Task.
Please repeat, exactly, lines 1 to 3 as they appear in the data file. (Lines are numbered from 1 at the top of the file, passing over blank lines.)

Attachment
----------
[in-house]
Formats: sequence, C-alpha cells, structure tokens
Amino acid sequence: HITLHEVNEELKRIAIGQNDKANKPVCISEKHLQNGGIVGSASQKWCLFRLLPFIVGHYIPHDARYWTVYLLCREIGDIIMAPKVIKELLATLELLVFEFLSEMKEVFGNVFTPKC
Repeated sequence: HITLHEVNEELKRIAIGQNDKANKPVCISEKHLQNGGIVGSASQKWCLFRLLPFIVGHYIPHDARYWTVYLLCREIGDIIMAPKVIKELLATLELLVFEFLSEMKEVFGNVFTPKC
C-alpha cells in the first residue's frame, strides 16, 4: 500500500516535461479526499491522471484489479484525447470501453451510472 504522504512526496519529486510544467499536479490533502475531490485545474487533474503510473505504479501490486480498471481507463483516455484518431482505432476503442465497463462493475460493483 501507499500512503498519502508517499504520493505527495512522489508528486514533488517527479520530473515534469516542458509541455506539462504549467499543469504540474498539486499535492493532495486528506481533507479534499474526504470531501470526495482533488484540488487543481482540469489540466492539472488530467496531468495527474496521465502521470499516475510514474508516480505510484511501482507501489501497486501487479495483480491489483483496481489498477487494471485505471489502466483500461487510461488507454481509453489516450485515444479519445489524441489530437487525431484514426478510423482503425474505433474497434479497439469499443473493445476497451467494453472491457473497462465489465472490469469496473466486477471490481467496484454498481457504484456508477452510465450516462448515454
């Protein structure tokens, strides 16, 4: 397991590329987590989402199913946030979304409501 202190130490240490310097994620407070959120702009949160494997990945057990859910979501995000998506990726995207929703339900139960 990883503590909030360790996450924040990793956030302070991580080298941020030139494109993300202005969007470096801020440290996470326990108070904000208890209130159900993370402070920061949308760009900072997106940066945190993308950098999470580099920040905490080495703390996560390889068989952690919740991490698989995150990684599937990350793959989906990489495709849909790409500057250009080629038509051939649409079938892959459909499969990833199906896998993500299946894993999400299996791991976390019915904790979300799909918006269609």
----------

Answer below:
[in-house]
Formats: sequence, C-alpha cells, structure tokens
Amino acid sequence: HITLHEVNEELKRIAIGQNDKANKPVCISEKHLQNGGIVGSASQKWCLFRLLPFIVGHYIPHDARYWTVYLLCREIGDIIMAPKVIKELLATLELLVFEFLSEMKEVFGNVFTPKC